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Cook Islands FAQs

  • Woman standing on boat in Aitutaki, Cook Islands

What language is spoken in the Cook Islands?

The official languages of the Cook Islands are English and Rarotongan. English is spoken in all touristic areas. 

What currency is used in the Cook Islands?

The currencies used throughout the country are the New Zealand dollar and the Cook Islands dollar. The New Zealand dollar is recommended for tourists as the Cook Islands dollar is only good on the Cook Islands. ATMs will issue New Zealand dollars. Major credit cards are widely accepted at hotels, restaurants and tourist shops. Several ATMs can be found on Rarotonga, Aitutaki has two ATMs and two banks, and cash is needed for the smaller islands.  

Do I need a visa to travel to the Cook Islands?

A visa is not required when travelling from Canada or the United States as a tourist for up to 30 days. You will need a passport with at least 6 months of validity beyond the date you expect to leave the Cook Islands and proof of an onward/return ticket. 

When is the best time to travel to the Cook Islands?

The best time to travel to the Cook Islands is between May and October when it is the winter season and there is little to no rainfall during this period. However, the Cook Islands offers a pleasantly warm climate all year. The summer rainy season begins in December and lasts until April. The winter months are also known as the dry season however this time of year is busier with tourists.   

Is there transportation within the Cook Islands?

Rarotonga has a very easy bus system around the island; one bus travels clockwise and the other counterclockwise. Taxis are available, local restaurants offer a pick-up service from resorts and it is easy to navigate the island with a rental car, scooter or bicycle. Aitutaki and the smaller of the Cook Islands do not offer public transit just taxi hire and car rental. Cars are driven on the left-hand side in the Cook Islands. 

Are the Cook Islands a family-friendly destination?

Families and children are a very important part of Polynesian culture and the Cook Islands is a great place to bring the children. The waters are calm in the protected lagoon making it safe for swimming and snorkeling. There are lots of activities to entertain children and help them switch off the screens such as jungle hiking, crab races, water sports and cultural activities. The best thing for families is that there are plenty of one, two and three-bedroom self-catering accommodations as well as traditional-style hotels and resorts. 

How welcoming are the Cook Islands to LGBTQ travellers and families?

LGBTQ Travellers are welcomed in the Cook Islands, most locals are welcoming and accepting however it is important to note that homosexuality for the local men is not legal, although for women it is.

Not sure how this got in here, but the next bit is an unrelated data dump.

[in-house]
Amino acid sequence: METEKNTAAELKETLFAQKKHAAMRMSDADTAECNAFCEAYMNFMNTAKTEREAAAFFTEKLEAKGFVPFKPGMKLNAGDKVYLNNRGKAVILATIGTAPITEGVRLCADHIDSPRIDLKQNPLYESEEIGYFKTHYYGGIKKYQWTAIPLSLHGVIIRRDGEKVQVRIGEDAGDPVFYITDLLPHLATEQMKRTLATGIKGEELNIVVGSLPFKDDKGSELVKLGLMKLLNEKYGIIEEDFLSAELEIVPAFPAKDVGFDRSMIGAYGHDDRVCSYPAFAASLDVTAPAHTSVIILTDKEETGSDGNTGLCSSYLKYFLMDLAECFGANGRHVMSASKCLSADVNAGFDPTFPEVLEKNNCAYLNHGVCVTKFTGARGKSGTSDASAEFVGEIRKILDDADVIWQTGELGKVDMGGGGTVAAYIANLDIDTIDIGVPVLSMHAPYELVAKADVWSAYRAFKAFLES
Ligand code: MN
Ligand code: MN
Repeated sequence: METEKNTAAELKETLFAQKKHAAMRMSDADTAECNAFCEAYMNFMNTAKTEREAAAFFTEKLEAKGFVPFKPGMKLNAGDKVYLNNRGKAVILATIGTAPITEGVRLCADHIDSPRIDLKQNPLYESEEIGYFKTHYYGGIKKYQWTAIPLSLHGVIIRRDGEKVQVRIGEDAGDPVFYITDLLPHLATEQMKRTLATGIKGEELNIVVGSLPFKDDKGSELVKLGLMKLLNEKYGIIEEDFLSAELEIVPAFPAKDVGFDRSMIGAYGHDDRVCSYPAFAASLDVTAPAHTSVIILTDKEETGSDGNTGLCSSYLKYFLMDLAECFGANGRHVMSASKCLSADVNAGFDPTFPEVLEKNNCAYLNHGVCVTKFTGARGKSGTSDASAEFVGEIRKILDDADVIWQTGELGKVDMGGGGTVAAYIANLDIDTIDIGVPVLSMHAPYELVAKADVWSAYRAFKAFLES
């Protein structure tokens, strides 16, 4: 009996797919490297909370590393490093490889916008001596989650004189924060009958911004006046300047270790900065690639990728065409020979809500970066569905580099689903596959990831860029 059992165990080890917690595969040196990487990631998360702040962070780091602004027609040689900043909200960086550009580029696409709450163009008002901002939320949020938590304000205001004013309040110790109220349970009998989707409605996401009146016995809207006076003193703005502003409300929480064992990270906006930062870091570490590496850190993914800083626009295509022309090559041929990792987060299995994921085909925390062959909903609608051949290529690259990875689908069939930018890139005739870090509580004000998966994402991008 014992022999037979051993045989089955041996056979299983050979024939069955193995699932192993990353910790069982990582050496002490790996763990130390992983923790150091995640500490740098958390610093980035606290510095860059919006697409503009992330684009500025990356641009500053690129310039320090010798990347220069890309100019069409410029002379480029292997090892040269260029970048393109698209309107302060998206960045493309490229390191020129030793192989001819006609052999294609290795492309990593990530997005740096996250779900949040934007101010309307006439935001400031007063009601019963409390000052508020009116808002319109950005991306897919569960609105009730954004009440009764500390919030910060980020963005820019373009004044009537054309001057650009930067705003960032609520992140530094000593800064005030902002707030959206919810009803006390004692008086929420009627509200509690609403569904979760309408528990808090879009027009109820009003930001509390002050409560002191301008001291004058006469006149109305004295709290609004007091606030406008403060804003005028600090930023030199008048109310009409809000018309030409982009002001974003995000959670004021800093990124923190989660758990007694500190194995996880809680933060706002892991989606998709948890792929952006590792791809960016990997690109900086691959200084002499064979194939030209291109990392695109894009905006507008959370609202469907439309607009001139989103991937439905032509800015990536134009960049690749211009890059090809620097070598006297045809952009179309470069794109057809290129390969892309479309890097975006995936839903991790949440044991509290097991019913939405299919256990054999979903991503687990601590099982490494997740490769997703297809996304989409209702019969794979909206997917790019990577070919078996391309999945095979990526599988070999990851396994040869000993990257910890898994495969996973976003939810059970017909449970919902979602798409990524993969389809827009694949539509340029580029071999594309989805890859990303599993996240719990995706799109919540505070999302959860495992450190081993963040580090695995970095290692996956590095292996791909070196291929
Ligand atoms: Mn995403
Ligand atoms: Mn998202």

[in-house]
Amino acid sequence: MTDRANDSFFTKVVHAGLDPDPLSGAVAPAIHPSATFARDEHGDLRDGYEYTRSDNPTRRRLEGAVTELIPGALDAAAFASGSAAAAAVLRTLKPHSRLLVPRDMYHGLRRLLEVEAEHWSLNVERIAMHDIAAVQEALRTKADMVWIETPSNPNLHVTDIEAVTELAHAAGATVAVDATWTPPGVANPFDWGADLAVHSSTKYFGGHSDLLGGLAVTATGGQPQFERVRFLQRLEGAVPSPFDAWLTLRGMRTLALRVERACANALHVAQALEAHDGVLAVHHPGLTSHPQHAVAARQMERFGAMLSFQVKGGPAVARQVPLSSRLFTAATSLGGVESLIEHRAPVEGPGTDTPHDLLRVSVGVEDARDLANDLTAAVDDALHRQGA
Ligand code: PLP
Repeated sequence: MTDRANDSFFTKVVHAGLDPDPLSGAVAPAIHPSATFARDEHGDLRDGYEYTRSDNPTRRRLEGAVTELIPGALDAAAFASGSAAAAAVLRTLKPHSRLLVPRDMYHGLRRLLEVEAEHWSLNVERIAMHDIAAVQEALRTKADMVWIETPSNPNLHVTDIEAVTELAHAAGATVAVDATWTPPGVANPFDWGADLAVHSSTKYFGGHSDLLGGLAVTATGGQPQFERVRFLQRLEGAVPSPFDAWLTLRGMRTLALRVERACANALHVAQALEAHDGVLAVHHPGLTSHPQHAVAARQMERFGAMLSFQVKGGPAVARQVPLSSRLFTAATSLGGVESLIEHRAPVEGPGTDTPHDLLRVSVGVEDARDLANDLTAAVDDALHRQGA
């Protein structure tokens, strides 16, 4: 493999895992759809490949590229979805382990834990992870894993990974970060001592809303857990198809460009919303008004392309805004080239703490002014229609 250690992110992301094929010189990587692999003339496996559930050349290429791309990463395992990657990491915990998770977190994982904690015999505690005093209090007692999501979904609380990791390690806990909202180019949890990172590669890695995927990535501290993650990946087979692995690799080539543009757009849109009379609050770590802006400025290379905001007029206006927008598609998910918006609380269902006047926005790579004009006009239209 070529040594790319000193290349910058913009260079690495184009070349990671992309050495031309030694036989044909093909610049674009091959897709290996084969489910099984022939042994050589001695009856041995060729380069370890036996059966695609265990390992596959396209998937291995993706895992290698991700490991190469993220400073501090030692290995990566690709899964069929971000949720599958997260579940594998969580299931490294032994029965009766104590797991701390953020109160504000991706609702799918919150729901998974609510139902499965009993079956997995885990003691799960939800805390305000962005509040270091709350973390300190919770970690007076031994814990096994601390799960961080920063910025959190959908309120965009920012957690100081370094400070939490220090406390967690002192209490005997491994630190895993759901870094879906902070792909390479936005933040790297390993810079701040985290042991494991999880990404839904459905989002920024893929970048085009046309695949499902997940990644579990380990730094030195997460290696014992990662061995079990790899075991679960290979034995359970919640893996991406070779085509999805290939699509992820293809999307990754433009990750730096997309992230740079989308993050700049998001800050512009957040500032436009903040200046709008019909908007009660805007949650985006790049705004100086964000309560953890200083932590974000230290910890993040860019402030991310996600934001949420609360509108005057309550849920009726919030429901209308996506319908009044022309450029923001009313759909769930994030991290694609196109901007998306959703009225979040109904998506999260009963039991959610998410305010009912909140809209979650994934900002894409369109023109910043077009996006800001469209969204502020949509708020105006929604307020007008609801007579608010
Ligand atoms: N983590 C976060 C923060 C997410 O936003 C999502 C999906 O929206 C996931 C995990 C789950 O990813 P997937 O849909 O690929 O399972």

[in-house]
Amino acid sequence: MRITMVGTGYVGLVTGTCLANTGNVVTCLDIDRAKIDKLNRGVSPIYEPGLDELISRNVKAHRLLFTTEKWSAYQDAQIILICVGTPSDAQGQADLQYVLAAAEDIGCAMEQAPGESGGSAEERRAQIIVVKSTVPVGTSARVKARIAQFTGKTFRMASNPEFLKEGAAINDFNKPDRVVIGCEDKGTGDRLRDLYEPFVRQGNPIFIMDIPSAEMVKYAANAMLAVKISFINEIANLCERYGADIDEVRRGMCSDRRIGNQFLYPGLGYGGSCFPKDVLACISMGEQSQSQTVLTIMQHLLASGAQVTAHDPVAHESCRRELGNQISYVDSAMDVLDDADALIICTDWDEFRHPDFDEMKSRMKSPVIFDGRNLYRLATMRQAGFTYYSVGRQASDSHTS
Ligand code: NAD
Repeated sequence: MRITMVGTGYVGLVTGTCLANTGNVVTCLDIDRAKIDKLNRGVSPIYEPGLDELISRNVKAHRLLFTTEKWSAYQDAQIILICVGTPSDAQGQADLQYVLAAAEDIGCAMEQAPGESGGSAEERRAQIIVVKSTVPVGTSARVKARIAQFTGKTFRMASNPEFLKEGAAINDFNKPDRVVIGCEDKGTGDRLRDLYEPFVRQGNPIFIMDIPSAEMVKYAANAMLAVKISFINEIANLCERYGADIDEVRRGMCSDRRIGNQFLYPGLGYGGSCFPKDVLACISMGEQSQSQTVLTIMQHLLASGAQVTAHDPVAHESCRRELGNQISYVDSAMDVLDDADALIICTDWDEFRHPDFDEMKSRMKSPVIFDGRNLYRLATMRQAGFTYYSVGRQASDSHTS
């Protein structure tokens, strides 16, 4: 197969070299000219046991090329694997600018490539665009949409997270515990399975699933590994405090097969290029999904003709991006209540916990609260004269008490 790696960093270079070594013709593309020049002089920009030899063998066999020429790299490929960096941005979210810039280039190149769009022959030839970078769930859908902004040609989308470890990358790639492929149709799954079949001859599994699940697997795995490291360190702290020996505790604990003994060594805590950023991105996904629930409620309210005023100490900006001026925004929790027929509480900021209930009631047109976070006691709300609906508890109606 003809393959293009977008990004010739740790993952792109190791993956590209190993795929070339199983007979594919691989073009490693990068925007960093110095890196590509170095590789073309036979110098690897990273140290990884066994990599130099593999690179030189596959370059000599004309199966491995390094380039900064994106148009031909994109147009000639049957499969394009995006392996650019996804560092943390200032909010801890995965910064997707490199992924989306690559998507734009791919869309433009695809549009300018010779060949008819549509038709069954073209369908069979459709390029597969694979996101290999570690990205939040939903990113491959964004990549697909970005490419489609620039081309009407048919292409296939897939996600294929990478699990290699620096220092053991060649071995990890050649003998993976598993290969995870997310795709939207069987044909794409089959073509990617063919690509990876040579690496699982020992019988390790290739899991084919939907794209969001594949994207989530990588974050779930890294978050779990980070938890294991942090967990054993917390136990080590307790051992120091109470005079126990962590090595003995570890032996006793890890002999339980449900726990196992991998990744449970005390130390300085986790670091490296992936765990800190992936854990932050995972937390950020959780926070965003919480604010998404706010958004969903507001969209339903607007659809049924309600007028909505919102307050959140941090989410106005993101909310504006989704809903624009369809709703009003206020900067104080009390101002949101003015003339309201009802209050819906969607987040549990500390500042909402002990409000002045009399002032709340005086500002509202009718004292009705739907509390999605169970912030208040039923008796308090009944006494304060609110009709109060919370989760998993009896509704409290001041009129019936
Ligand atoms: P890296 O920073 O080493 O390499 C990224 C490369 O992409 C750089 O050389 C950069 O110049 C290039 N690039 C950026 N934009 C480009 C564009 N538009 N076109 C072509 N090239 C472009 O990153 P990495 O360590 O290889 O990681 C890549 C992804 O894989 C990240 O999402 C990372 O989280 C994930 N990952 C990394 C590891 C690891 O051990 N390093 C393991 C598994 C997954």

What voltage and power outlet is used in the Cook Islands? 

The Cook Islands use the same type of plug/outlet, as you would find in New Zealand and Australia, the type I plug with slanted prongs. The voltage is 240V therefore North American travellers will need an adapter converter for their electrical appliances. 

What should I buy to bring home from the Cook Islands?

Traditional souvenirs and handicrafts can be found in gift shops and markets however the best place to browse is the Saturday Morning Punanga Muri Markets. You will find black pearls, pareus (sarong), locally produced perfumes, creams and oils, wood carvings and hand-stitched quilts known as tivaevae. 

What are some important items to pack for the Cook Islands?

Be sure to pack bug repellent and sunscreen with at least an SPF of 30 (the sun is stronger in the Pacific). A rash guard is helpful to protect from the sun when snorkelling or participating in other water sports. Bring water/reef shoes to protect your feet from the coral and rockfish and sturdy shoes if you plan on taking some hikes.   

What is the wifi like in the Cook Islands?

Resorts and hotels on the Cook Islands offer free Wi-fI, you will also find WiFi hotspots around the islands as well. 

  What are the main annual events held in the Cook Islands

Te Mire Ura (Dancer of the Year) Contest (April): 

The Te Mire Ura is an annual dance competition showcasing the traditional song, dance and costumes of the Cook Islands. There are even golden oldies, ex-pat and visitors categories for tourists to take part. 

Te Maeva Nui (July/August)

Te Maeva Nui is a festival to celebrate the Cook Islands’ independence from New Zealand. The celebrations include a parade, dance performances, music, arts, and crafts, and market days and are the cultural event of the year. 

Manureva Aquafest (August)

The Cook Island annual kite surfing and water sports event. There are events for all ages and abilities and a closing ceremony with awards, BBQ and traditional dance performance with fire dancers. 

Tiare Festival (November)

The Cook Islands are known for their beautiful fragrant tropical flowers and the Tiare (Flower) festival is the best time to see the island in full bloom. The festival includes a parade of floral floats, flower arranging competitions, flower shows and flower displays. There’s also the Miss Tiare Pageant and a Cook Islands Maori speech competition for the local school students.

VAKA EIVA (November)

Vaka Eiva is the Cook Islands' annual outrigger canoeing festival and biggest sporting event. The festival is week-long and brings paddlers from all over the world to compete in various racing events. There’s a wrap-up party at the end which adds festivities to the nightlife on the island. 

What are some useful Rarotongan words?

Kia orana - Hello

Aere ra - Goodbye.

Meitaki - Thank you.

Ae - Yes.

Kare - No.



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